I've always understood that the term rhetoric specifically referred to the conveyance of some concept that is not represented at all in the literal meaning of the words used.

A few examples:
These refugees just keep crossing our borders.
Their crossing of borders is axiomatically bad.

If you prick us, do we not bleed?
We are the same.

These so-called experts think we need more supervision.
We don't need more supervision, and their expertise is in question.

I've just started digging into the subject of rhetoric, and found I've been very wrong in my definition, but still find the concept of that unstated component interesting.

Is there a term for it, and if so, what is it?

  • This sounds like subtext. Commented Apr 27, 2017 at 6:50
  • Are these not just implications? An implicit statement meant to be inferred from the context of the explicit statement that is made?
    – Flater
    Commented Jul 26, 2017 at 11:16
  • You would probably learn a lot by reading the Wikipedia entry on rhetoric
    – WS2
    Commented Sep 24, 2017 at 18:34

2 Answers 2


An argument with an unstated but implied premise is an enthymeme.

From the Silva Rhetoricae:


  1. The informal method of reasoning typical of rhetorical discourse. The enthymeme is sometimes defined as a "truncated syllogism" since either the major or minor premise found in that more formal method of reasoning is left implied. The enthymeme typically occurs as a conclusion coupled with a reason. When several enthymemes are linked together, this becomes sorites.

The implicit premise itself doesn't have a dedicated term which I'm aware of, but you might call it a enthymemetic premise or a suppressed premise or even a tacit premise (as opposed to an explicit premise).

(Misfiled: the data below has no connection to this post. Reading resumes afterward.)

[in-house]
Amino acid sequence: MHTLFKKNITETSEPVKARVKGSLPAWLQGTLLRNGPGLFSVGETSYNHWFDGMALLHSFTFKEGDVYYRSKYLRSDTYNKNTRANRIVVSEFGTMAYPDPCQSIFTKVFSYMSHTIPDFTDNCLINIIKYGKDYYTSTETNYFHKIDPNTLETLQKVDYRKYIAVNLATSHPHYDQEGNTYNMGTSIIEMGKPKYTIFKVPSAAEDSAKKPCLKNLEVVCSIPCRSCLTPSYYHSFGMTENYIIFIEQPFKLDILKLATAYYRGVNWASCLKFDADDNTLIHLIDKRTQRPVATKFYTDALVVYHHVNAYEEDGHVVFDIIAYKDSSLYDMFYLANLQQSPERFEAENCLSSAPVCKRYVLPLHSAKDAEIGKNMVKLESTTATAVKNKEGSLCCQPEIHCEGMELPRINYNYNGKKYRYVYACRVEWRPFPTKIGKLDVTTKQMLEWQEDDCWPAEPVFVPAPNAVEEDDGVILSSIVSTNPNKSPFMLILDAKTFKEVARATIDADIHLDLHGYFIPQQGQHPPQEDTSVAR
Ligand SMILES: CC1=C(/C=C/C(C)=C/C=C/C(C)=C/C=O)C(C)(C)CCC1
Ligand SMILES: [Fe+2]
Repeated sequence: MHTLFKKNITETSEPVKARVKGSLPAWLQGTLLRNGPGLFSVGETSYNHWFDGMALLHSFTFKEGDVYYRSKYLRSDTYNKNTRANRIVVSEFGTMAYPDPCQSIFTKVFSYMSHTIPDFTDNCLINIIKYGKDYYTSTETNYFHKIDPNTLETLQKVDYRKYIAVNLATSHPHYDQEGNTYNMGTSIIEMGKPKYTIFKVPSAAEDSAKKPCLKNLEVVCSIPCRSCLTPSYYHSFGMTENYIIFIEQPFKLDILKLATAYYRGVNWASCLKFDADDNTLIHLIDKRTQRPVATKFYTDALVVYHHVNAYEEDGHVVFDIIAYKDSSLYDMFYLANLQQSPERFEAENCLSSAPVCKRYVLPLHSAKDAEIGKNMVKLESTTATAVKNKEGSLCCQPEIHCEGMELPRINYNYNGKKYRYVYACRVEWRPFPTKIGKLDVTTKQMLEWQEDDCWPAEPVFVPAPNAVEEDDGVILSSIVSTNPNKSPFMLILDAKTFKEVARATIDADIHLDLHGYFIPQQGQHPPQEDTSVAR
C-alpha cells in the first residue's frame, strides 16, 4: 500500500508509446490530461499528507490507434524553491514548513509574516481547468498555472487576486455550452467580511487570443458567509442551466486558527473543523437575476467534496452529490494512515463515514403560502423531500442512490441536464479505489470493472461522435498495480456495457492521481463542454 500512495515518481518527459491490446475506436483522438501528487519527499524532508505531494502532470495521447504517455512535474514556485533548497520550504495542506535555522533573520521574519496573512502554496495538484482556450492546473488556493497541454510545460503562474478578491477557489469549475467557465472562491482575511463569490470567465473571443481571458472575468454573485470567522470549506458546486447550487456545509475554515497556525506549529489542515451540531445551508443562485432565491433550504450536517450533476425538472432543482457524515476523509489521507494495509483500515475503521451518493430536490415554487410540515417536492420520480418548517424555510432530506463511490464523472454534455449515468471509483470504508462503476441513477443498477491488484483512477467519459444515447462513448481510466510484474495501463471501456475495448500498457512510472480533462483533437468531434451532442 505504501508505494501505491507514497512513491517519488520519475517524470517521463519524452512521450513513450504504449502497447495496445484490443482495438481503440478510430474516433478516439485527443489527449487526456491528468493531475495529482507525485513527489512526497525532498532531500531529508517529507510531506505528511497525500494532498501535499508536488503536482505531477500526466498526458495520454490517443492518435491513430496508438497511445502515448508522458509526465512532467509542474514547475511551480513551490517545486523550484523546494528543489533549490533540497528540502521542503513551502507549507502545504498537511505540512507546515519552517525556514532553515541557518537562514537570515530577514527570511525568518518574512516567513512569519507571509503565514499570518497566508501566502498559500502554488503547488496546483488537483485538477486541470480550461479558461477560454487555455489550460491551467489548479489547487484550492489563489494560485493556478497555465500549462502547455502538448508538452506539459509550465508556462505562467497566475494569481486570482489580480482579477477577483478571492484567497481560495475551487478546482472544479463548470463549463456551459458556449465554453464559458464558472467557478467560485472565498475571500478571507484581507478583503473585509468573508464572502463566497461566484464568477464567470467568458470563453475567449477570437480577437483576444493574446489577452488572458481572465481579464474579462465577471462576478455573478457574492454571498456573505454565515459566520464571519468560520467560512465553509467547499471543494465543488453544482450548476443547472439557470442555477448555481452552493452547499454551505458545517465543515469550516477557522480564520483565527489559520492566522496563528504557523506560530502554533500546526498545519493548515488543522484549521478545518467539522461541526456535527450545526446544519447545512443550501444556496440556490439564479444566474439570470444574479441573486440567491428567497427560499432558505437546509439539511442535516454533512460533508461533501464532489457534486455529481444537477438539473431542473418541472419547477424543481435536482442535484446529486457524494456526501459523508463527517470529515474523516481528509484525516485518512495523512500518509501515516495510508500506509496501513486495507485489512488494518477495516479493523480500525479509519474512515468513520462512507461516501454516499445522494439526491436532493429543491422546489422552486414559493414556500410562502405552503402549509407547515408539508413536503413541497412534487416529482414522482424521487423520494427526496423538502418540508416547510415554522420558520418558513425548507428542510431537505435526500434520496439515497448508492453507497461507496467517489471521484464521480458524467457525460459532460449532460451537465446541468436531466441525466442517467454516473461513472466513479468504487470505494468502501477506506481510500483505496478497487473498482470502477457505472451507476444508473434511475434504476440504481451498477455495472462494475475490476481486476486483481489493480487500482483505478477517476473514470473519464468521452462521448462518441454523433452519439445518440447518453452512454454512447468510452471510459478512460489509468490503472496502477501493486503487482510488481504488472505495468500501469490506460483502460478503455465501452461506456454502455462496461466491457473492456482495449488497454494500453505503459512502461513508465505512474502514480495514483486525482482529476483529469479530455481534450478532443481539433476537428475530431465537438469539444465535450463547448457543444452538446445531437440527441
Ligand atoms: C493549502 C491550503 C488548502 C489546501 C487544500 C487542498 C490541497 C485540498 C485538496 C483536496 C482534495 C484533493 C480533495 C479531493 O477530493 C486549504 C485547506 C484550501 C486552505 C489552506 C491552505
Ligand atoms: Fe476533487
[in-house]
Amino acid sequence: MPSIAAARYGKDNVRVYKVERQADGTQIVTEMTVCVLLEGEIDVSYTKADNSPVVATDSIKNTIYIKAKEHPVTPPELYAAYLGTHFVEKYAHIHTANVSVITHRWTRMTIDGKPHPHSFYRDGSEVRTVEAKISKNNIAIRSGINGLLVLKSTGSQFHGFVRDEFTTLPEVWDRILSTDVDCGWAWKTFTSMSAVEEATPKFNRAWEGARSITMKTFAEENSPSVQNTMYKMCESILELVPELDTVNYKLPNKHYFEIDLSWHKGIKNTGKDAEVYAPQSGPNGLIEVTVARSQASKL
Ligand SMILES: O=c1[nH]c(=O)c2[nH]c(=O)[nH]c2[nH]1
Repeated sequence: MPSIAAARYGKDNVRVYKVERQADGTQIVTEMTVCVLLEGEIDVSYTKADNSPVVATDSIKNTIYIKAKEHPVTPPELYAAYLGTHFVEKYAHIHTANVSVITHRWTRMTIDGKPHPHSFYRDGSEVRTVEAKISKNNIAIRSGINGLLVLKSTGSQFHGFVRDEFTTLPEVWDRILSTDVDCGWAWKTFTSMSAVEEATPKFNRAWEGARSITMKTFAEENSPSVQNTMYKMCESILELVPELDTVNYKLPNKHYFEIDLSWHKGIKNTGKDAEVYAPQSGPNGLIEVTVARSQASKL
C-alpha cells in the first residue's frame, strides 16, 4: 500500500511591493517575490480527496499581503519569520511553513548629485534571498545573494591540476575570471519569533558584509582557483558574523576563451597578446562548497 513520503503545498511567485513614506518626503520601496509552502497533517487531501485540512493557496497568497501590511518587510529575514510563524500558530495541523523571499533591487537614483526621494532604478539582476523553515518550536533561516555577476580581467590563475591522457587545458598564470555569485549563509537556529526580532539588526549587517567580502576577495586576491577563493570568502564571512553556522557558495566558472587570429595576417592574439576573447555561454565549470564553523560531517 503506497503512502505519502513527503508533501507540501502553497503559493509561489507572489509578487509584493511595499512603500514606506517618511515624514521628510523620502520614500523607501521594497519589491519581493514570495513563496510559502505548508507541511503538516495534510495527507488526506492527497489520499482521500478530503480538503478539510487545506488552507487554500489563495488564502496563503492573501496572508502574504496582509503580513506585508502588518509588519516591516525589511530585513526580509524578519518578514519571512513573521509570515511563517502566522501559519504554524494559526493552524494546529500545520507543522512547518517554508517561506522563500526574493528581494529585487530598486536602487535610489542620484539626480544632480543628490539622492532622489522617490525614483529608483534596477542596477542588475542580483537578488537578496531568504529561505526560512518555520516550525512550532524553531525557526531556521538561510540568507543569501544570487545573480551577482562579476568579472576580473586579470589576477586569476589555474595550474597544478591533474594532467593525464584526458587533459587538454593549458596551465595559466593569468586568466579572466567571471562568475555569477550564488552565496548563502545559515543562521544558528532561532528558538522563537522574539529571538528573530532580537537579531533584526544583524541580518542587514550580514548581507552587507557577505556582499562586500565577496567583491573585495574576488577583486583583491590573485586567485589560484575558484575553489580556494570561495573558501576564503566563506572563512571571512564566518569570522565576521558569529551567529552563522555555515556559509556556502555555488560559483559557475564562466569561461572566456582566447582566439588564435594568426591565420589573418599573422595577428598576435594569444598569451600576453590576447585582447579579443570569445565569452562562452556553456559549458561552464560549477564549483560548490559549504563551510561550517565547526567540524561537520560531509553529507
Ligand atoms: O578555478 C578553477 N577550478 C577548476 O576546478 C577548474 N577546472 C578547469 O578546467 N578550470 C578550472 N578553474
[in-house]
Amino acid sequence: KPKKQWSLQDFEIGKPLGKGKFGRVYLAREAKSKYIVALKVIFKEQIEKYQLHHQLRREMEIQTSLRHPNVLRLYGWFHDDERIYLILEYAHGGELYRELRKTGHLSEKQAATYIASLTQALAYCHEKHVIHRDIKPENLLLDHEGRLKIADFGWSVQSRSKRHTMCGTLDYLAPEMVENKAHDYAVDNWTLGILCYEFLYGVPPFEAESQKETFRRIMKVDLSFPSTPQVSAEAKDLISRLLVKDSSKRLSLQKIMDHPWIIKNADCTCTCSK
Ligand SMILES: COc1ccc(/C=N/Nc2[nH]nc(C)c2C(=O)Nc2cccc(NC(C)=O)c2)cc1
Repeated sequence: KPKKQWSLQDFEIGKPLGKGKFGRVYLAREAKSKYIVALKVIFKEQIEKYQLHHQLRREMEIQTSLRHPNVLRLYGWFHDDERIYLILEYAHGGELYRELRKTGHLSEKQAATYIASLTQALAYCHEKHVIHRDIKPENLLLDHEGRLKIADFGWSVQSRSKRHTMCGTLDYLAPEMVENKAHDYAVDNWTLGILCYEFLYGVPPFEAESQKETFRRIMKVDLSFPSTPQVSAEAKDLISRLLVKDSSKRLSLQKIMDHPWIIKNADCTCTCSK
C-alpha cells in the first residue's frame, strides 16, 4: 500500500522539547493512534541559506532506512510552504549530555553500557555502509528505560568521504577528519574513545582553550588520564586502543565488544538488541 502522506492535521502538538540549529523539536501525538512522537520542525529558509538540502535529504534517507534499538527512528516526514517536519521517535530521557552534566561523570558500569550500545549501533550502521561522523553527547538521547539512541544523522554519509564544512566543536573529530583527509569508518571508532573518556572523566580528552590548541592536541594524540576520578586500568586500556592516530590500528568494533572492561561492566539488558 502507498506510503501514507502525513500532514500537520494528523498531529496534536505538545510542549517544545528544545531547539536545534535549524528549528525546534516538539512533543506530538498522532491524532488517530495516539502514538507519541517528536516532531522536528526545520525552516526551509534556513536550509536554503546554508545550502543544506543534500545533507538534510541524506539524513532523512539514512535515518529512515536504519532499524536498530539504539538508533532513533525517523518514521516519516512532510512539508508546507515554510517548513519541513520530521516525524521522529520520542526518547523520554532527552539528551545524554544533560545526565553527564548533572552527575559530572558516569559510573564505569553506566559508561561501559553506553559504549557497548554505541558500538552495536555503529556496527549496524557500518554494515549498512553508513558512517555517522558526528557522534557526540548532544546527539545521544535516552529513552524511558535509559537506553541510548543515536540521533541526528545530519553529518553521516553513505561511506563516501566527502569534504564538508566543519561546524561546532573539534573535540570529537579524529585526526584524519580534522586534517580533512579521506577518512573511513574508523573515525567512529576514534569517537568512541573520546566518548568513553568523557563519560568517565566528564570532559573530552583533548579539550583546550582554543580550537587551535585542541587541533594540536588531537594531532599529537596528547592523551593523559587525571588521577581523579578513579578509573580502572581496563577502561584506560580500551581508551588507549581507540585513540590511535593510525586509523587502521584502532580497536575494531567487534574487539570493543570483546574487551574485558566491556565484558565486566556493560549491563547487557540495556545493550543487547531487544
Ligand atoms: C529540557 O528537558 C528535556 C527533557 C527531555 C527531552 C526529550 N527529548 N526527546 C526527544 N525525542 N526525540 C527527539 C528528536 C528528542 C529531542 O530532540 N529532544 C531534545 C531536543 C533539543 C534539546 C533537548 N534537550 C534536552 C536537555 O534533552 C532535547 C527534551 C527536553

These are the kinds of premises embedded, but hidden, in loaded questions (in fact, they are the very thing the question is loaded with!).


You might call them assumptions, or presuppositions if you are referring to something more closely related to one's mindset or worldview.

Assumption noun 1 A thing that is accepted as true or as certain to happen, without proof:
‘they made certain assumptions about the market’
[with clause] ‘we're working on the assumption that the time of death was after midnight’

Presupposition noun A thing tacitly assumed beforehand at the beginning of a line of argument or course of action:
‘both men shared certain ethical presuppositions about the universe’

  • How about implicit assumptions or premises? Commented Nov 28, 2016 at 7:41
  • @aparente001 Implicit assumptions fall under the definition of presuppositions, as do premises, axioms and the like.
    – Lawrence
    Commented Nov 28, 2016 at 8:12

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